marrakesh square loses its buzz after attack - transparent plastic sheet
* Return to normal business in main plaza Marrakech
The reform protests have raised concerns about the economic recovery. Tourism is the main source of foreign exchange income in Marrakech, Morocco, May 12 (Reuters)-
Abdel Hadi fetuaki, Morocco is reviewing the rationale for having a stand for dried fruit and nuts before one of Jamaa el-
The busiest cafe in Fna
In order for investigators to investigate the attacks of April 28, 17 people, including eight French nationals, were killed, and Fetouaki had to stay at home for the next six days.
Even now, his business is tough.
"Let's do it again," he said as he covered his goods with transparent plastic sheets to protect them from a group of brightly colored things --
Sellers dressed in the water of grerabah, masked Henn Tatu artists and traditional musicians came to the cafe to shout slogans against terrorism and glory of King Mohammed.
"The enemy may die because there are his people behind the King," shouted dozens of demonstrators . ".
Standing between the booth of fetuaki and the cafe, they issued a harsh slogan condemning "terrorism", and a group of children in white Rabah robes recited from long wooden boards.
The site has become a tourist attraction for Moroccan people who attract less and more foreign tourists to the square, and is considered by UNESCO as a masterpiece of human oral and intangible heritage.
Fetouaki watched the crowd without enthusiasm.
"Such a parade happens every day.
"This shows that the attack affects everyone," he said . ".
"It's OK to march and protest for a week or even ten days, but you'll see how this stops the business.
"We really need to go back to work ".
It looks hard to get back to normal activity.
Marrakech is the country's number one tourist destination, but the number of tourists has decreased since the attack, which has exacerbated tensions in the pro-American season
Other Arab countries have erupted in reform protests related to the uprising this year.
The strengthening of the police force in the square proves the government's cautious attitude.
On 2003, a massive attack in Casablanca killed 45 people, including 12 suicide bombers.
Earlier this month, police arrested three people suspected of the Marrakech attack and said the main suspects were "loyal" to al-Qaida.
Al-Qaida in the Islamic Magri region denied involvement in the attack. [ID:nLDE7460CS]
The bombings also raised concerns that unrest in the Arab world, local protests and the global economic crisis could affect the number of European tourists.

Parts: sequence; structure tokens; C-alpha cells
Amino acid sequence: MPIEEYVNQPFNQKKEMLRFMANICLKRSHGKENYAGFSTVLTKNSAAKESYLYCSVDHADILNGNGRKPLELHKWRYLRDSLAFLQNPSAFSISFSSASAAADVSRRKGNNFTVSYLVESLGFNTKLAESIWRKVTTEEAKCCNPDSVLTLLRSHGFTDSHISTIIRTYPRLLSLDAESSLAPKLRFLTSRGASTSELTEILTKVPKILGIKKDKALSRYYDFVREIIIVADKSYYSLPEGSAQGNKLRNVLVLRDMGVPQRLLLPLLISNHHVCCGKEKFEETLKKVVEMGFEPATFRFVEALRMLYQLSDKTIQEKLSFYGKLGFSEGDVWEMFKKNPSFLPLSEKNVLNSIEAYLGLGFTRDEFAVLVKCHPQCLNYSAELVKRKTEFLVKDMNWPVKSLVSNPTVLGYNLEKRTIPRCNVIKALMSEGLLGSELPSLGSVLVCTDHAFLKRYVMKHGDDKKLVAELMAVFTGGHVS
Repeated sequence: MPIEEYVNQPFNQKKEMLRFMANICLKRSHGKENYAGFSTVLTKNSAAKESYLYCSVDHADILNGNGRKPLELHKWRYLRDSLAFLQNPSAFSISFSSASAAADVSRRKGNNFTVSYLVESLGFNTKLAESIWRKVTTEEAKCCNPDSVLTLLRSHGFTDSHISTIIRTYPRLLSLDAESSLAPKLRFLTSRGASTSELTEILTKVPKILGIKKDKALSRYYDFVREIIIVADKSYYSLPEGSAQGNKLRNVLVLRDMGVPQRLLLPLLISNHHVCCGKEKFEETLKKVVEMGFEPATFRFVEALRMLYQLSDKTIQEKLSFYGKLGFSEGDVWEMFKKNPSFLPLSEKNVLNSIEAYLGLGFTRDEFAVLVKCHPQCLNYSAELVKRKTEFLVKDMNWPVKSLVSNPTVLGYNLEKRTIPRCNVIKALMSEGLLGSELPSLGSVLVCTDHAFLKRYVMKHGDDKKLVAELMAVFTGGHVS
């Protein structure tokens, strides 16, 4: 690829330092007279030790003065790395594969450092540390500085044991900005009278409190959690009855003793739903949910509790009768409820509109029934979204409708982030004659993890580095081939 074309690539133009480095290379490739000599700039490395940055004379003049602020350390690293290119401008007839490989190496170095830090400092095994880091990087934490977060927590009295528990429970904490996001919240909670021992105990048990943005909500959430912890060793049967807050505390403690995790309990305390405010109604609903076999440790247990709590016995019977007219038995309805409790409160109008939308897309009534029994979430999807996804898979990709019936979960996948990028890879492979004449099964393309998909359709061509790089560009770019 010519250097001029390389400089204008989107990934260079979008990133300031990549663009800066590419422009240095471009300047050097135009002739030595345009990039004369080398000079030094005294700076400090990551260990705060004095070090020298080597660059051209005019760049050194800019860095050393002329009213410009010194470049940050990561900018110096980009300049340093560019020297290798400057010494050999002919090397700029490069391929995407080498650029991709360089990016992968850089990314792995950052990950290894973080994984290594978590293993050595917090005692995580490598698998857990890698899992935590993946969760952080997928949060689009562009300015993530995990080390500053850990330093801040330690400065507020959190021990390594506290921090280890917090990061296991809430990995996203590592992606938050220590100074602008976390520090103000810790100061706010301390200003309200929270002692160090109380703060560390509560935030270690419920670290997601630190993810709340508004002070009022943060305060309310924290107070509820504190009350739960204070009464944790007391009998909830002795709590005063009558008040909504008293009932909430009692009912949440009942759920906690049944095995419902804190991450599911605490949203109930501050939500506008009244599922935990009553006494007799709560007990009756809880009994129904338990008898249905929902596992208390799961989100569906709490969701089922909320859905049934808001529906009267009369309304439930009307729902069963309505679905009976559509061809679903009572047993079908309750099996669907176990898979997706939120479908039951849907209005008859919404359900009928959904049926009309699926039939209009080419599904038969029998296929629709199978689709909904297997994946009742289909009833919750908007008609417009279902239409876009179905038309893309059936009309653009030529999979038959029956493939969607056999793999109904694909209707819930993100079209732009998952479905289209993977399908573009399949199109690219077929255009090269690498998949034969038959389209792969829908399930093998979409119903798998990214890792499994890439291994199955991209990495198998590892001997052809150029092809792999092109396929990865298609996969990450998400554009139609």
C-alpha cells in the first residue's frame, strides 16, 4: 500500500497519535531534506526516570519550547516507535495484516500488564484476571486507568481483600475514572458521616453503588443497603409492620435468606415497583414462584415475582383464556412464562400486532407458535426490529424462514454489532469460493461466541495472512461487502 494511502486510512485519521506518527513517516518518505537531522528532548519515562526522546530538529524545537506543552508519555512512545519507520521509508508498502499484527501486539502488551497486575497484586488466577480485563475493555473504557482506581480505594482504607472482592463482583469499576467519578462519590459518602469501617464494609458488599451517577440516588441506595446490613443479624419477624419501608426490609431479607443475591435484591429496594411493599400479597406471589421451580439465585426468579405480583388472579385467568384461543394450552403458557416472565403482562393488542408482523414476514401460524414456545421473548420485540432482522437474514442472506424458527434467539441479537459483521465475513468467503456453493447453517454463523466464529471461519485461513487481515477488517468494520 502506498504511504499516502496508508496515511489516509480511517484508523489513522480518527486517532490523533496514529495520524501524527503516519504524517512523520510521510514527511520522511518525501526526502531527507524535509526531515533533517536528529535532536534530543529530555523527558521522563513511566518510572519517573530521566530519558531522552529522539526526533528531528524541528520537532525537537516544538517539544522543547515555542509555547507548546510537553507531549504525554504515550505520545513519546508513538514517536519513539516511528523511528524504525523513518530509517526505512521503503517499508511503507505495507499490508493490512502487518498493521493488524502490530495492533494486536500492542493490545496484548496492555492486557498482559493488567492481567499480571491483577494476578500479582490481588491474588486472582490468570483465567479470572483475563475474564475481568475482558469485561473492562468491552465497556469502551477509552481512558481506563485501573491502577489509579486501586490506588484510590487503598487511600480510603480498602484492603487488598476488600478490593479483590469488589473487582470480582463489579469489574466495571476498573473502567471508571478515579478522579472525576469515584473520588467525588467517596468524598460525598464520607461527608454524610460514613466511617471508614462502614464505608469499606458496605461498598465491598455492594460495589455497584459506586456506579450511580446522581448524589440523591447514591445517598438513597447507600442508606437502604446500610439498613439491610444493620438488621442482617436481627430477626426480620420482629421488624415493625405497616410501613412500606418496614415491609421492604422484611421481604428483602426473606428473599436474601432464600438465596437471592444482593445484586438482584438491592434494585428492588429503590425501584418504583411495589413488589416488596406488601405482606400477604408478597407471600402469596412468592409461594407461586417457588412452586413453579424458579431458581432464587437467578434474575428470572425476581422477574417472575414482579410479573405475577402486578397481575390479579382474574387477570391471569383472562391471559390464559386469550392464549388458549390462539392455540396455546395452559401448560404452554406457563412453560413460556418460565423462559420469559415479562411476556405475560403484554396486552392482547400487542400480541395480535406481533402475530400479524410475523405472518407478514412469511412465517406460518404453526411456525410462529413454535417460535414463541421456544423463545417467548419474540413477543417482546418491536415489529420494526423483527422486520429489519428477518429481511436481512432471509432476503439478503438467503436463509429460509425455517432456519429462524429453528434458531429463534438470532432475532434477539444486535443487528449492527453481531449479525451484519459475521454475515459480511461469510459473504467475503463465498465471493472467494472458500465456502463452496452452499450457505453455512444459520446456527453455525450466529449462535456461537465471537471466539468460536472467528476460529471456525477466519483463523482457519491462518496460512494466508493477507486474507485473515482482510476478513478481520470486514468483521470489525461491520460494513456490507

Last week, Tourism Minister Yassir Znagui told Reuters that despite regional turmoil and explosions, tourism revenue is expected to grow faster this year than in 2010. [ID:nLDE7451ON]
A local official said the government wanted to match the number of accommodation in 2010, although he acknowledged that protests and timing of the Muslim month of Ramadan in August could hurt local and foreign tourists.
Not everyone is optimistic.
"We don't have to wait until after the explosion to see business slide," said the manager of a nightclub popular with Western holidaymakers.
"Business has not been very good since the economic crisis.
"There are far fewer Europeans coming, and the people coming are spending far less than they were before 2009," he said . ".
In addition to being a major employer in Marrakech, tourism is Morocco's largest source of foreign exchange income and a major pillar of the economic growth plan for the past decade.
The real estate boom that began in the late 1990 s, with the liberalization of EU air transport and the development of tourism, Marrakech has become a local El Dorado for thousands of Moroccan young people looking for jobs. Mohamed Ait-
Ouiss is an example. The 28-year-
Old came to Marrakech last year from the small town of Sidi Bouathmane, hoping to raise money to get married and settle down.
"There is nothing to do except to raise livestock, Sidi Bouathmane," he said, sitting on a tricycle, providing goods to and from the square for artisans in old medina.
He now runs half as many errands as he did before the attack.
"There are fewer and fewer orders for craftsmen from the owner of the Plaza souvenir shop," he said . ".
He pointed to a regional bus used to pick up tourists and said: "You usually see buses three to four times.
The place is losing its buzz.
"Terrorism has not only caused great harm to Christians (Foreign victims)
"But also thanks to the owner of the cafe and the whole Moroccan," he said . ". (
Editor Christian Lao and Philip Fletcher)